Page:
Home / Fulltext Opinions / Supreme Court of Virginia / CAPRIO v. COMMONWEALTH OF VIRGINIA



October 31, 1997

Record No. 962090






Present: Carrico, C.J., Compton, Lacy, Hassell, Keenan,
Kinser, JJ., and Poff, Senior Justice

The dispositive issue framed in this appeal is whether the
Court of Appeals of Virginia erred in upholding the trial court’s
ruling denying the appellant’s motion for a continuance and
allowing the Commonwealth to introduce the testimony of an expert
concerning his extrapolation of blood profile frequency based
upon his analysis of a series of DNA profiles and reports.

On March 5, 1992, Harry Stephen Caprio was indicted for the
murder and robbery of Elizabeth Marie Bickley committed August 5,
1991. In the first of two trials conducted by the Circuit Court
of the City of Portsmouth, the judge struck the robbery charge
and, when the jury reported that it was unable to reach a verdict
on the murder charge, he declared a mistrial.

Following three and one-half days in the conduct of the second
trial in October 1995, the foreman of the jury announced that the
jury was "deadlocked". Upon further deliberation
required by an Allen instruction, the jury returned a verdict
convicting Caprio of second degree murder and fixing his penalty
at 15 years in the penitentiary. By final judgment order dated
January 10, 1996, and entered February 1, 1996, the court
confirmed the verdict and imposed the penalty. The Court of
Appeals upheld the several rulings of the trial court challenged
by the appellant, and we awarded Caprio this appeal.

Neither Caprio’s testimony at trial nor the investigating
officer’s handwritten transcript of Caprio’s statements contained
an inculpatory admission, and the record shows that the evidence
underlying this conviction was wholly circumstantial.
Consequently, we will summarize only those facts in evidence
relevant to the issue we consider dispositive.

Ms. Bickley’s corpse was discovered about 11:00 p.m. on August
5, 1991, lying in the middle of a street intersection.

After Caprio was identified as a suspect, but before he was
arrested, he volunteered to submit blood samples for DNA
analysis. Jeffrey D. Ban, Section Chief of the Serology DNA Unit
at the Virginia Division of Forensic Science, supervised a series
of DNA analyses of these samples, samples of the victim’s blood,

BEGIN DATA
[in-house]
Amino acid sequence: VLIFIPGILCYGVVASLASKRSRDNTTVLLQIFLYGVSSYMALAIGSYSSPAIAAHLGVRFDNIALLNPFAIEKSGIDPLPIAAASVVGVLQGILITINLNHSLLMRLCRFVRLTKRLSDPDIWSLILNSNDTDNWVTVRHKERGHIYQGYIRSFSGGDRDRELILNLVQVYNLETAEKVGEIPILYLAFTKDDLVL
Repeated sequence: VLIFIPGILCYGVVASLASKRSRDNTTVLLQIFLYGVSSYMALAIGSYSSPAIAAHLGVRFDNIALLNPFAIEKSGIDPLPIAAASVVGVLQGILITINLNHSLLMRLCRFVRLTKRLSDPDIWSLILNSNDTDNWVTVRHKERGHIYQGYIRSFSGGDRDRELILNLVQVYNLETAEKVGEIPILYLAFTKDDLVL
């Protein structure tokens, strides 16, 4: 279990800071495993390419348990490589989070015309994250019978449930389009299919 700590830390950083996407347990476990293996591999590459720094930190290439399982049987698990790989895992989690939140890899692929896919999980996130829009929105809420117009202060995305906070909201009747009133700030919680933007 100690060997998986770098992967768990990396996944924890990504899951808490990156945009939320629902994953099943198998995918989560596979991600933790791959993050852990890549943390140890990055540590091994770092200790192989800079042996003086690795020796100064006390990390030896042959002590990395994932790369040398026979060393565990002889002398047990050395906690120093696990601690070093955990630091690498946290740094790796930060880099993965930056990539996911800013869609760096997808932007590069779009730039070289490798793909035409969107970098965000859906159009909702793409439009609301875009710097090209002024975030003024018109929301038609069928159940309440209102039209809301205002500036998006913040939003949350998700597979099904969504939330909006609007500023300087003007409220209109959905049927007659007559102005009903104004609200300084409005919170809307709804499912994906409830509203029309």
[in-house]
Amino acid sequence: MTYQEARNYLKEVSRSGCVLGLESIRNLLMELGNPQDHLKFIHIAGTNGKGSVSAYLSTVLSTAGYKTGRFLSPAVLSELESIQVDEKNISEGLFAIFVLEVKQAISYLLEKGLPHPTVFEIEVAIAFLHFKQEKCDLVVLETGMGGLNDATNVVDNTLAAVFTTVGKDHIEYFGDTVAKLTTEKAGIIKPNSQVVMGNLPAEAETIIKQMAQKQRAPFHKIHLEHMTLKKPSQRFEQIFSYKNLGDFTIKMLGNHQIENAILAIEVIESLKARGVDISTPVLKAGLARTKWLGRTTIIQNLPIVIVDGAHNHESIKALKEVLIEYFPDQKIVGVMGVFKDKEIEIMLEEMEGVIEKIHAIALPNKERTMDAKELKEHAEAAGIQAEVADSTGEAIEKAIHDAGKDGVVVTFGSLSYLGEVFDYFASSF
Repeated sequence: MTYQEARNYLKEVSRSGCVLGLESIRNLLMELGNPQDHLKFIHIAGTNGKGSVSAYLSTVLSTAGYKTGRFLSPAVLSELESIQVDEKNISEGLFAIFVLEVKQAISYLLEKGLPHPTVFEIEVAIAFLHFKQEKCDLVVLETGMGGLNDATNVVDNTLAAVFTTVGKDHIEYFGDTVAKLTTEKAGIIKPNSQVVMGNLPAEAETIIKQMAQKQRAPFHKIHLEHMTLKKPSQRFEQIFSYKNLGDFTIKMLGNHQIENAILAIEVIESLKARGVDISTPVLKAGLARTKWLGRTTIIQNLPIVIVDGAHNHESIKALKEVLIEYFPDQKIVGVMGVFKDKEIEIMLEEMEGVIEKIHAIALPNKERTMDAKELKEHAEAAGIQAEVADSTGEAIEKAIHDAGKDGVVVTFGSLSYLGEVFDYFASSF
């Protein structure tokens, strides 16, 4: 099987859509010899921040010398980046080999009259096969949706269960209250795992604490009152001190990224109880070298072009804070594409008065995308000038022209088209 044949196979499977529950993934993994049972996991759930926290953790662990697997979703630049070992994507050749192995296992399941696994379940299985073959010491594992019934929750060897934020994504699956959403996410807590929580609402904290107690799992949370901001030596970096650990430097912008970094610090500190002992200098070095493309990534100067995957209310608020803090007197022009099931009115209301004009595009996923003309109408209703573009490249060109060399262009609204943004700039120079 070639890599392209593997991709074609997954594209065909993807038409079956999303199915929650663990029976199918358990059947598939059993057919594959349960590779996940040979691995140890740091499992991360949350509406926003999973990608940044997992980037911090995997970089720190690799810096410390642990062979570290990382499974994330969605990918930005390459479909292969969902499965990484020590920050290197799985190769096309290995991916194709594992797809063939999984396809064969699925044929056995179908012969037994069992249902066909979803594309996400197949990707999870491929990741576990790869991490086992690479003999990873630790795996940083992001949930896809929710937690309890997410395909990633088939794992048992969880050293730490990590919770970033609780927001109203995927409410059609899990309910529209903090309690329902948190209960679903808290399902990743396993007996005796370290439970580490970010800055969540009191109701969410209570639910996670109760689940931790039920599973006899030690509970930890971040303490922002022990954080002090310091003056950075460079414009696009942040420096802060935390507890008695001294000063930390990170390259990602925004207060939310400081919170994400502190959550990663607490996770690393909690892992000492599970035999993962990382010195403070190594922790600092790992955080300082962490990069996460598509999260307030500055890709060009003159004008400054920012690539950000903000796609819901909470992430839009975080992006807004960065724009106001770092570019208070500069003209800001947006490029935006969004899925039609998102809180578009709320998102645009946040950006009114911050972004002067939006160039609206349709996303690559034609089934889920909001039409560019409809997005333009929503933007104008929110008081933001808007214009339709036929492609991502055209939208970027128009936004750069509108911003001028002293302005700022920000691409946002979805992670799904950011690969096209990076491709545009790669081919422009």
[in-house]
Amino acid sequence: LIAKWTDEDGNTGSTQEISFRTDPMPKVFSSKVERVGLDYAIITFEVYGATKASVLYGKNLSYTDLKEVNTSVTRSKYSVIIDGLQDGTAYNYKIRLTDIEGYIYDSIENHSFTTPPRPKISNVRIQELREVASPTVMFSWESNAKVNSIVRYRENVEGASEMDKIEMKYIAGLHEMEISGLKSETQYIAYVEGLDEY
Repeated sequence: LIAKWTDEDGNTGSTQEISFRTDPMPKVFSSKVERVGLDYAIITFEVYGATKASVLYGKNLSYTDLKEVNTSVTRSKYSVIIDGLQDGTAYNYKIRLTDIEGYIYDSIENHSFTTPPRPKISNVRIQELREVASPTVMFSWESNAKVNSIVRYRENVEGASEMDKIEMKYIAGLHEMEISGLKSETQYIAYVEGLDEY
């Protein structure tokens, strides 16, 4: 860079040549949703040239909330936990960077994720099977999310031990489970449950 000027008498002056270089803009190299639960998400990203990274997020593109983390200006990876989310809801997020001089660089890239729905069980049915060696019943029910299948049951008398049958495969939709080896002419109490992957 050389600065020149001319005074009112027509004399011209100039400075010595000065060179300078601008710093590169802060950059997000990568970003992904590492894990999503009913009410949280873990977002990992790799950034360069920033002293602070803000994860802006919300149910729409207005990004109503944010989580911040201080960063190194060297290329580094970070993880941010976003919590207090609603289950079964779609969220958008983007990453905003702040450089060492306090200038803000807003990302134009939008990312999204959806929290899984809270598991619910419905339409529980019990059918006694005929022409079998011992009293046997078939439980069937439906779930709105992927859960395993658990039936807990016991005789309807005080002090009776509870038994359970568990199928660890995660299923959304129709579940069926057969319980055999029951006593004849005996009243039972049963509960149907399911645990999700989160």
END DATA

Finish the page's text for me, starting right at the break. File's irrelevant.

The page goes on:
and samples of genetic materials found on a pair of shorts Caprio
had worn on the day of the crime.

In a "certificate of analysis" dated May 17, 1995,
Ban stated that "[t]he DNA profile obtained from Harry
Caprio’s shorts . . . is consistent with the DNA
profile of Elizabeth M. Bickley . . . and different
from that of Harry Caprio . . . ." Based upon
the five tests comprising that analysis, Ban concluded that
"[t]he probability of randomly selecting an unrelated
individual with a matching DNA profile . . . is
approximately . . . 1 in 210 in the Caucasian
population . . . ."

This certificate reaffirmed Ban’s conclusion, based upon a
single test that was reported in his certificate issued September
16, 1993, that "the genetic material deposited on Harry
Caprio’s shorts cannot be eliminated as originating from
Elizabeth Bickley." Both certificates and a report of enzyme
testing by a forensic serologist were timely delivered to defense

On the day before Ban testified at the second trial, he
reviewed the results of the seven DNA tests underlying the two
certificates and the serologist’s report and advised the
Commonwealth that he would use a chart during his testimony to
illustrate the results of that review. The Commonwealth notified
defense counsel and, invoking Code ? 19.2-270.5, counsel
objected to introduction of that evidence and, in the
alternative, moved for a continuance. The trial court overruled
the objection and denied the motion, and Ban testified as

Taking each of these into account, each of the seven,
you have approximately one in a hundred twenty thousand
individuals would have a profile that would be consistent
with each of these seven different areas that I have
tested for in the Caucasian.


. . . .


[W]e would have to test . . . a hundred
twenty thousand people before we’d find this profile
again . . . [and] we might find that profile
again, or we might not.


. . . .


Basically, we’ve looked at seven different areas,
several different tests that we have done; and in each of
the tests we’ve demonstrated that the profile that we
found in Harry Caprio’s shorts is consistent with that of
Elizabeth Bickley and different than that of Harry


Code ? 19.2-270.5, the statute cited by defense counsel,
provided at the time of trial in relevant part:

In any criminal proceeding, DNA (deoxyribonucleic
acid) testing shall be deemed to be a reliable scientific
technique and the evidence of a DNA profile comparison
may be admitted to prove or disprove the identity of any
person. . . .


At least twenty-one days prior to commencement of the
proceeding in which the results of a DNA analysis
will be offered as evidence, the party intending to offer
the evidence shall notify the opposing party, in
writing, of the intent to offer the analysis and shall
provide or make available copies of the profiles
and the report or statement to be
introduced. In the event that such notice is not given,
and the person proffers such evidence, then the court may